Armenian freight yard (Photo: South Caucasus Railway)

INTERNATIONAL: Armenia and Azerbaijan have made progress in talks aimed at reopening the long-closed rail link between the two countries, raising hopes of restoration of a rail corridor that once offered a through route between the Baltic coast and the Gulf.

On January 28, Mher Grigoryan, Armenia’s Deputy Prime Minister, told local media that Armenia, Azerbaijan and Russia — which brokered peace talks following the Nagorno Karabakh conflict in late 2020 — had reached ‘a mutual understanding at the highest level’ and had made ‘very positive progress’ on the issue.

In mid-January, the Armenian government set up a 10-member task force to consider the next steps, headed by Artashes Tumanyan, a former Armenian ambassador to Iran. The task force will report quarterly to Armenian Prime Minister Nikol Pashinyan.

The positive developments followed a meeting in Brussels in mid-December between Pashinyan, Azerbaijan’s President Ilham Aliyev and Charles Michel, the President of the European Council, where they reiterated their commitment to reopening the former Soviet Railways line between the two countries and Iran, which has been closed since the first war between Armenia and Azerbaijan in the late 1980s and early 1990s.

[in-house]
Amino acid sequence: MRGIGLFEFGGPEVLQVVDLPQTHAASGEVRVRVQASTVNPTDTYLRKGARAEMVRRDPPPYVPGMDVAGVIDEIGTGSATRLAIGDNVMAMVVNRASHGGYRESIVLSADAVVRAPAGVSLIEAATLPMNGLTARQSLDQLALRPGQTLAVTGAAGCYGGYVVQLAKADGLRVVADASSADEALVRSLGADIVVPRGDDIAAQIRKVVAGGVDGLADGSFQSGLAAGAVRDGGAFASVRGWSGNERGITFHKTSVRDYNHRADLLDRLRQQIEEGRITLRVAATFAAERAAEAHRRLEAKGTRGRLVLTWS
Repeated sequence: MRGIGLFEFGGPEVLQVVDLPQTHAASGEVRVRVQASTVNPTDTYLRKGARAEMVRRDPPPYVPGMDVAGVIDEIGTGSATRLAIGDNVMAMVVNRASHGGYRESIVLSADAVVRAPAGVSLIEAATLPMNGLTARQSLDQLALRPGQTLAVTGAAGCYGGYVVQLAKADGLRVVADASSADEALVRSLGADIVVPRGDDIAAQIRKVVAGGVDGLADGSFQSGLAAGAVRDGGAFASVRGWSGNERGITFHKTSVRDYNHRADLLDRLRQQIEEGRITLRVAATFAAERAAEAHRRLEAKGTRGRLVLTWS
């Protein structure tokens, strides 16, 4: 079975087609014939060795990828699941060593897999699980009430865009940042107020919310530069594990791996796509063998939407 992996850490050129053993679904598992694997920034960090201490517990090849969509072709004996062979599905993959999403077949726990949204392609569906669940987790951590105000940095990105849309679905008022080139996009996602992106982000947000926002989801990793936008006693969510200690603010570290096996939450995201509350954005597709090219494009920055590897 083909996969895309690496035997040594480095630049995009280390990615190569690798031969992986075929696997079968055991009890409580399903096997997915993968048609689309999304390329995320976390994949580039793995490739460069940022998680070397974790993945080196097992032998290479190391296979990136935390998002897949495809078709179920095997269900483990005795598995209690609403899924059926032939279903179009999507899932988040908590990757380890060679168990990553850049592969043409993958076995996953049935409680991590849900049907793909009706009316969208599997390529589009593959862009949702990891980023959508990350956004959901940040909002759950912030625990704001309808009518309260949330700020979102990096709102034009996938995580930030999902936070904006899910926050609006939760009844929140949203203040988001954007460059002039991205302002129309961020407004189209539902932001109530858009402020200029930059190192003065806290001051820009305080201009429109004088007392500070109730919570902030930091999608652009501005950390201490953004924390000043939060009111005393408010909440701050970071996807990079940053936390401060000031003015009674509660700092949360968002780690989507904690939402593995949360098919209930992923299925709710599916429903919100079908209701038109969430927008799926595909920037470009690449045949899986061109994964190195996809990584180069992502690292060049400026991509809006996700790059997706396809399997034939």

The 340 km corridor runs southeast from Yeraskh in Armenia to Julfa in Azerbaijan’s Naxçivan exclave, which is on the border with Iran. From there it runs eastwards to Meghri in Armenia, before crossing back into Azeri territory to reach Horadiz, where it meets ADY’s operational main line to Baku. There is a connection with the Iranian network at the Julfa/Jolfa border crossing, from where trains could in future run to and from Tabriz and Tehran.

The reopening of the disused lines was one of the conditions of the ceasefire agreement brokered by Russia in late 2020.

According to the Armenian government, reconstruction would require around US$200m of investment in 45 km of railway in its territory.